The U.S. Food and Drug Administration recently approved the use of a compound called Amyvid to aid in the diagnosis of Alzheimer’s disease, which is often anything but straightforward. Amyvid contains a radioactive substance that seeks out and tags amyloid-beta, the plaques in the brain that are thought to be the cause of Alzheimer’s disease. Under a PET scan, the radioactive tags “light up,” highlighting any plaques that are present.
The symptoms of various brain diseases can overlap considerably. Currently, the only way to make a definitive Alzheimer’s diagnosis is from an autopsy. In general, doctors determine that patients likely have Alzheimer's based on an accumulation of symptoms, once they rule out other possibilities. The new technique (which is not covered by Medicare or most insurance plans) should provide a more reliable, yet still not foolproof instrument for correctly diagnosing Alzheimer's disease. But there are both medical and ethical concerns.
First, it can be difficult to interpret the results of the scans. A positive result doesn’t necessarily mean one has Alzheimer's; a negative result doesn’t necessarily mean one doesn’t. Eli Lilly, the company that makes Amyvid, points out that the new technique is meant to be used for people who already display symptoms of cognitive impairment. “It’s estimated that 1 in 5 patients clinically diagnosed with probable Alzheimer’s disease during their life do not end up having Alzheimer’s disease pathology upon autopsy,” says Dr. Daniel Skovronsky, global brand development leader for Amyvid. He says the new compound “offers physicians a tool that, in conjunction with other diagnostic evaluations, can provide information to help physicians evaluate their patients.”
Similarly, not everyone who has amyloid in their brain will eventually develop Alzheimer’s symptoms. “About 33 percent of people over 65 have amyloid in the brains and have no symptoms,” says Dr. Mary Sano, director of Alzheimer’s Disease Research at Mount Sinai Medical Center in New York City, and a member of the Alzheimer’s Association’s Medical and Scientific Advisory Council. “That's right: A third of normal elders have amyloid in their brain. We don’t yet know what this means. On the other hand, the absence of positive test results does not indicate that a person has no symptoms, or might not develop them very shortly.”
A Patient’s Perspective on Early Diagnosis of Alzheimer's
Given the long-term, irreversible effects of Alzheimer's, and the limits of current treatments, which can stave off some effects but not stop cognitive decline, would you want to know that a loved one had the disease, or that you had it yourself? If you have a family history of Alzheimer’s disease, would you want to be told there were plaques in your brain even if you didn’t have any symptoms? Early-onset Alzheimer's patients often remain highly functional for many years, at least in some cognitive areas. If you had the disease, without debilitating symptoms, would you rather remain unaware?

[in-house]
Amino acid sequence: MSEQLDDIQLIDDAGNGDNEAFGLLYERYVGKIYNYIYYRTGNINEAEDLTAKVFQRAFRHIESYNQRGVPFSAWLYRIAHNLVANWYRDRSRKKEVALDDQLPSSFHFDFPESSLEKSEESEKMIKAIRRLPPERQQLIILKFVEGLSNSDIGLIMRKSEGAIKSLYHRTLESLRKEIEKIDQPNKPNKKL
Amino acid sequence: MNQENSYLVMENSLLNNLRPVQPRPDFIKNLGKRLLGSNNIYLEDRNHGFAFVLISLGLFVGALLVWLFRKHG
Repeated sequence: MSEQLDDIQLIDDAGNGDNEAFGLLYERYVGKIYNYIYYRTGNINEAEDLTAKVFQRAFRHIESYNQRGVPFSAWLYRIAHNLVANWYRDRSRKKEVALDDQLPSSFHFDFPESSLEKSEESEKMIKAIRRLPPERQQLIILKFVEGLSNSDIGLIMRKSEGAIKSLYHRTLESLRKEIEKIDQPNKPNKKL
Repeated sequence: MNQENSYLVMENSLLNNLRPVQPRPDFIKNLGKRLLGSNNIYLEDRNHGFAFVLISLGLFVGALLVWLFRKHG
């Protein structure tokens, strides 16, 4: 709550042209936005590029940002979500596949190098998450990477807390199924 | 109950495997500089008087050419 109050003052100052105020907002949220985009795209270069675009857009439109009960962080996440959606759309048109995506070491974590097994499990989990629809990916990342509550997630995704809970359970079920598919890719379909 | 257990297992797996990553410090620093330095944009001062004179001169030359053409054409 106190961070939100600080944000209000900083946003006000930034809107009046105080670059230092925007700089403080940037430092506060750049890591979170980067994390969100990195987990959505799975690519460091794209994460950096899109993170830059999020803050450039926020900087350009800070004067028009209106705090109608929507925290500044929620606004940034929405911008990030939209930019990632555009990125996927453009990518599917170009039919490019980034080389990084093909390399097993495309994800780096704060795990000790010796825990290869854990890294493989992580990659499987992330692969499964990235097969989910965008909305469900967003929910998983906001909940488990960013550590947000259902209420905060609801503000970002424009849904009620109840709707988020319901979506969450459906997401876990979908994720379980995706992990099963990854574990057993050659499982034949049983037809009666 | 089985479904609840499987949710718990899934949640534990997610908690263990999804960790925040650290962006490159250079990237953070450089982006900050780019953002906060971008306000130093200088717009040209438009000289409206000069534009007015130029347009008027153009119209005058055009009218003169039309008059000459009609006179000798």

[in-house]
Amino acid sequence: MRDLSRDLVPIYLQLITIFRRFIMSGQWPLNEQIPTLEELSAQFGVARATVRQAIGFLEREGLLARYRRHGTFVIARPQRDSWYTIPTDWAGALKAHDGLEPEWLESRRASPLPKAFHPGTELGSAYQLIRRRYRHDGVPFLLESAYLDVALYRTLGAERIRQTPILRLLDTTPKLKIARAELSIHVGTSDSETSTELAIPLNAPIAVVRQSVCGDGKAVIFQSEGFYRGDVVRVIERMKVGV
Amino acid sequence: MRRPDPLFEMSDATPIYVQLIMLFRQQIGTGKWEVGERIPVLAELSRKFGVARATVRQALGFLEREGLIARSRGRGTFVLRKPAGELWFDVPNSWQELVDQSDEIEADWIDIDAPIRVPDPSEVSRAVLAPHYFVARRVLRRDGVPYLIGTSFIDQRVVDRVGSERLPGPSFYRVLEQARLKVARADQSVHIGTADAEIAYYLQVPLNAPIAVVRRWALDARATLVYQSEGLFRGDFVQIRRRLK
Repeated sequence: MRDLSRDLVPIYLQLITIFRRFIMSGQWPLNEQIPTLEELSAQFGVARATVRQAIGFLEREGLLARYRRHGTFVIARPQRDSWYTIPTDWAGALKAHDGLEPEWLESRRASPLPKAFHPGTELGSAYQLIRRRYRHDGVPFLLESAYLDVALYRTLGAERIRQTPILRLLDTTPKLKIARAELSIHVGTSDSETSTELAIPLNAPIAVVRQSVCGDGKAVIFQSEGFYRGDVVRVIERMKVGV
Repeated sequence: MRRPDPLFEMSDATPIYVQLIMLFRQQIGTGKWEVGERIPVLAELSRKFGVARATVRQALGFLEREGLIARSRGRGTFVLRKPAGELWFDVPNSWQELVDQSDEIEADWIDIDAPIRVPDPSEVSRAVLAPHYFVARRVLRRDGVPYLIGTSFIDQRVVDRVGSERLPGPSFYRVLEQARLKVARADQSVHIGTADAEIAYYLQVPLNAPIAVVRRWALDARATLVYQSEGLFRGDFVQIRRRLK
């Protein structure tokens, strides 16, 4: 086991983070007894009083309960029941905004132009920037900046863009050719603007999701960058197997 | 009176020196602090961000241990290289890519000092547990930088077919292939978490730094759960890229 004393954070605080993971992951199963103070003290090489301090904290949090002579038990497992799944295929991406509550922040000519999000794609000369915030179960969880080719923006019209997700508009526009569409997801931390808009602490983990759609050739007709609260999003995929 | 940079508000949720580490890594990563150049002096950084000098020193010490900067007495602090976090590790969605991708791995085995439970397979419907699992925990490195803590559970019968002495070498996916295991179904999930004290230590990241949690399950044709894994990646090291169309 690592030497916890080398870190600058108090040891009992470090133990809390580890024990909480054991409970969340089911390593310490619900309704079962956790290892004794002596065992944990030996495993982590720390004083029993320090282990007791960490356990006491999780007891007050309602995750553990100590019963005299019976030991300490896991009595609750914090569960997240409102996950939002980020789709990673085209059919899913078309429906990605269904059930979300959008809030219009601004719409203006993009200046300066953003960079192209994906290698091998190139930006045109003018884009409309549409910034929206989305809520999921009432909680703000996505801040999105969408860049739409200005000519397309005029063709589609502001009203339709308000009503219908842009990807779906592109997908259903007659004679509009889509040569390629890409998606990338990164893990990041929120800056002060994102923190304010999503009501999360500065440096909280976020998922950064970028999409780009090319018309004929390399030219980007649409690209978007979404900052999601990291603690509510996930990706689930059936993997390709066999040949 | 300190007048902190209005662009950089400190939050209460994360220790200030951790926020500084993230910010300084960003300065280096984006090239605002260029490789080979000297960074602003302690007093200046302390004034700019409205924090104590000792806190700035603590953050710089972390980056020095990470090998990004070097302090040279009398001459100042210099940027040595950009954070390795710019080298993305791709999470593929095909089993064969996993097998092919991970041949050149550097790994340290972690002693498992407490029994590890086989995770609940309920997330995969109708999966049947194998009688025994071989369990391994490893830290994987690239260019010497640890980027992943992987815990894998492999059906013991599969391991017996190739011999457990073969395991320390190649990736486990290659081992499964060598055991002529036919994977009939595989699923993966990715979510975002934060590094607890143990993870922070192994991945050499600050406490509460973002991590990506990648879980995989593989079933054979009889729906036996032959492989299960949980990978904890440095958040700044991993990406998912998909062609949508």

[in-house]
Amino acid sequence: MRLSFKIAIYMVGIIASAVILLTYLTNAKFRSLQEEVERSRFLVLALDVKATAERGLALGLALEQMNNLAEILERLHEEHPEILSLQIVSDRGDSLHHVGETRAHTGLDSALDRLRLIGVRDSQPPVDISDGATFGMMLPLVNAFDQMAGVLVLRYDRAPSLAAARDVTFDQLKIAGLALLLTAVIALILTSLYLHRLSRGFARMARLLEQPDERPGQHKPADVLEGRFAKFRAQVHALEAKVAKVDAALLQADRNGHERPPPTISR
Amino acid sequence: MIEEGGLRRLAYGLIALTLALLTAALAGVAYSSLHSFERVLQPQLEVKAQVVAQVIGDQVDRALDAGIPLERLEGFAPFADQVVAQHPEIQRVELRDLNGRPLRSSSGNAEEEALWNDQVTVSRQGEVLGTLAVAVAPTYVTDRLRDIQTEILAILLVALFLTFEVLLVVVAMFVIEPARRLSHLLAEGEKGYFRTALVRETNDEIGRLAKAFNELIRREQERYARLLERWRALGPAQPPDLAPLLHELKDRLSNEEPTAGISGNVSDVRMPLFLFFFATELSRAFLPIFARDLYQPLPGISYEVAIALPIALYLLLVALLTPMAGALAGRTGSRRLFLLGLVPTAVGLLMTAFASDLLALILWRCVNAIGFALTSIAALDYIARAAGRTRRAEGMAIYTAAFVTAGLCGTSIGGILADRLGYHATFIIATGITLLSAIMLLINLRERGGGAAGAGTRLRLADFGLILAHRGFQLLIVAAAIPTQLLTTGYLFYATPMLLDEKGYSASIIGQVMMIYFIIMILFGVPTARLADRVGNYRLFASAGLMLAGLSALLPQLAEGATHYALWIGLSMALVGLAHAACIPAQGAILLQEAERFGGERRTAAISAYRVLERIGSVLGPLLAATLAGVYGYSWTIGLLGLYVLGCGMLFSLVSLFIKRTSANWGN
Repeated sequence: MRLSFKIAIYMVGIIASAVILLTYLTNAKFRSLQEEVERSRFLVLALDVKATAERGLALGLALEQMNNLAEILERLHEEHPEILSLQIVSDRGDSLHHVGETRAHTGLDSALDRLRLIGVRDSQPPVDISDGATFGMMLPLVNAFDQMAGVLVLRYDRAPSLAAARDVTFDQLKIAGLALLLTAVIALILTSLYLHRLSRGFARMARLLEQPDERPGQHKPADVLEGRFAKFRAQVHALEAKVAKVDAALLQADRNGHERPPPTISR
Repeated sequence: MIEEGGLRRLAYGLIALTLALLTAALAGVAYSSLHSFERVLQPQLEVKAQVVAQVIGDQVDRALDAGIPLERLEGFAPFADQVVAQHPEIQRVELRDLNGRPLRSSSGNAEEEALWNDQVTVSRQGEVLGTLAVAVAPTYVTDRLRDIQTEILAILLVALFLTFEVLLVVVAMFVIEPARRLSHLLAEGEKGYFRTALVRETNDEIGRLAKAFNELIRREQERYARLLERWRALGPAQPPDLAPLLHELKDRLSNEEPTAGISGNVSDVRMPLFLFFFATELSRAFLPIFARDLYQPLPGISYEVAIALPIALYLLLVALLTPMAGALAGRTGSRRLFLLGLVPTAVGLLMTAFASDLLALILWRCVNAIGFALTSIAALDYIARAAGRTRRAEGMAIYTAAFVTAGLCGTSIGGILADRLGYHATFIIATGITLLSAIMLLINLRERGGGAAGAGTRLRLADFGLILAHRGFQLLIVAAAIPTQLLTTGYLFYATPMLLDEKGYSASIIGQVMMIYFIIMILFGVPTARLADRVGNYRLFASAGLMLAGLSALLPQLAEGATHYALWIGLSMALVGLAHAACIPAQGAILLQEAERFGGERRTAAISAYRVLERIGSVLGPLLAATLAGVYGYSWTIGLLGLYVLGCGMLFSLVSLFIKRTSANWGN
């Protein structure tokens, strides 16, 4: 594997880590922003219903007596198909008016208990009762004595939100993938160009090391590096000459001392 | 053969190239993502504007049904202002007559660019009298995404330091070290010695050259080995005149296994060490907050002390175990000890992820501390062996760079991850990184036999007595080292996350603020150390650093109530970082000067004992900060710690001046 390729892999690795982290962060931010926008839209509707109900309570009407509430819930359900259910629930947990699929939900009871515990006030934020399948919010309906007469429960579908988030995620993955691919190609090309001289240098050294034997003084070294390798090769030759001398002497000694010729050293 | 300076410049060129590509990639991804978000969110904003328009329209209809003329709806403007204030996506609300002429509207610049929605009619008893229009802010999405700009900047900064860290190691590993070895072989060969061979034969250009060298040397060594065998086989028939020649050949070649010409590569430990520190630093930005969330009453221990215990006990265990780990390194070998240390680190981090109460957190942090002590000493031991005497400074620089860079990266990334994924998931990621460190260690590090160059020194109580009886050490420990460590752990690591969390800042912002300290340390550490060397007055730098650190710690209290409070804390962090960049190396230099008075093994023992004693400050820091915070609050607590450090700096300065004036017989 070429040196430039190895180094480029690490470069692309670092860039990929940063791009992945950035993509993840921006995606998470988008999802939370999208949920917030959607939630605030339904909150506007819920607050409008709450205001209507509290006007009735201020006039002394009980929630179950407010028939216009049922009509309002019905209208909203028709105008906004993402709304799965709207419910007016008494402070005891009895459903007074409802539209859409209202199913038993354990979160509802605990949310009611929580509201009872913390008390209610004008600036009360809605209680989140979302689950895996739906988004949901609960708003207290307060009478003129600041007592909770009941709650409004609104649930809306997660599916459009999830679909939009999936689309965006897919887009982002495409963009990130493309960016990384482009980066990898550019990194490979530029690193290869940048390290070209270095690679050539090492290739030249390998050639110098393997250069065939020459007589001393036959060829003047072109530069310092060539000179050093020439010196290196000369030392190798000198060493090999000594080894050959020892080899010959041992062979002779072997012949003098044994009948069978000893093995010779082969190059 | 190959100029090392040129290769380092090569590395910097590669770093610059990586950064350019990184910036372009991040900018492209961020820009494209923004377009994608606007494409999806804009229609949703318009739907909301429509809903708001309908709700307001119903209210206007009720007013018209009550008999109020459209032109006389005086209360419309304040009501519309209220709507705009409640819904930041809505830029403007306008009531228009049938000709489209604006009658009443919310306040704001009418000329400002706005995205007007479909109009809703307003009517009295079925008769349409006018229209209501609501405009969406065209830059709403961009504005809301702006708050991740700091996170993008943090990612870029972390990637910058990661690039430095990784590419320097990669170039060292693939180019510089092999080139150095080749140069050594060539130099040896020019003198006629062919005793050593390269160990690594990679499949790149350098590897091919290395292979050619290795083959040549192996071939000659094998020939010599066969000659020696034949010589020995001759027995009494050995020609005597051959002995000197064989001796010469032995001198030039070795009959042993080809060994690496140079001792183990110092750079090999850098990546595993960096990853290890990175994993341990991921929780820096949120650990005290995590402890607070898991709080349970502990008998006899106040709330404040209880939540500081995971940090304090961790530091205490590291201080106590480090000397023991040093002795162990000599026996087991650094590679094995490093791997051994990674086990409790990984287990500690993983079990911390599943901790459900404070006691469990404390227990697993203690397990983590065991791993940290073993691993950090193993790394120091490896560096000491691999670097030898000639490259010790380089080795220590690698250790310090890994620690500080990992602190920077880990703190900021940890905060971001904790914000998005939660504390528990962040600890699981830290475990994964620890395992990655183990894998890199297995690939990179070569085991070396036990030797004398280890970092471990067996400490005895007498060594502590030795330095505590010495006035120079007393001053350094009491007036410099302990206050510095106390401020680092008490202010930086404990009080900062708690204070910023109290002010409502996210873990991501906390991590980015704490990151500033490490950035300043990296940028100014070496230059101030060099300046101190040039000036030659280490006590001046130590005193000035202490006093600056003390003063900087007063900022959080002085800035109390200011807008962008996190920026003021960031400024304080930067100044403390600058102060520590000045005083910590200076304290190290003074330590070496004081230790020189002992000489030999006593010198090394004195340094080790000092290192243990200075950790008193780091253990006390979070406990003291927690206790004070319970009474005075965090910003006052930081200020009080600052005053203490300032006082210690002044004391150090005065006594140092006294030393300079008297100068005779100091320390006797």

Some people with early symptoms of cognitive decline might prefer not knowing that they have the plaques in their brains. An early diagnosis can be demoralizing, and cast a pall over relationships with family, friends and co-workers. The stress of living with the diagnosis could be too much for some people to bear. But wider early diagnosis could also help researchers develop new and more effective treatments. And some patients embrace early diagnosis and the opportunities they feel it brings.
“It was beneficial to me to be diagnosed early, not just for me, but for my family,” says Alexander “Sandy” Halperin, a dentist in Tallahassee, Fla., whose father suffered from Alzheimer's and who received a diagnosis of early-onset Alzheimer’s a couple of years ago, at age 60. “It let me take a proactive role,” he says. Halperin believes that learning the probable cause of his symptoms gives him the best shot at slowing the disease's effects with medications, and gives him the most time to plan for the future. “I haven’t hidden my diagnosis; I’ve been verbal and open about it. I’ve been looking for Alzheimer’s studies I can participate in. And knowing early has allowed my wife and me to plan financially for the future.
“I don’t look at this as a death sentence,” Halperin says. “I look at it as a new stage of life. It’s challenging, but I’m facing it. This isn’t just about me. It’s about all patients and their families.” Halperin is one of 10 Alzheimer’s Association early-stage advisers across the country, patients who help the group advocate for financing for Alzheimer’s research, raise public awareness of dementia and advise the group about the best resources for people with early-stage Alzheimer’s.
How much one wants to know about the risk of developing any disease is a highly personal decision, one that more people will likely face in the years to come, as detection technology becomes more sophisticated. “After the diagnosis, my doctor told me to volunteer, not vegetate,” Halperin says, “and this is what I’d say to everyone else out there living with Alzheimer’s: Go get active.”
There are still questions to be answered about Alzheimer's detection, like why amyloid can be present in asymptomatic people, and why others may have very little amyloid but more extensive symptoms. But the coming years are likely to bring a greater understanding of the roots of this complex disease.
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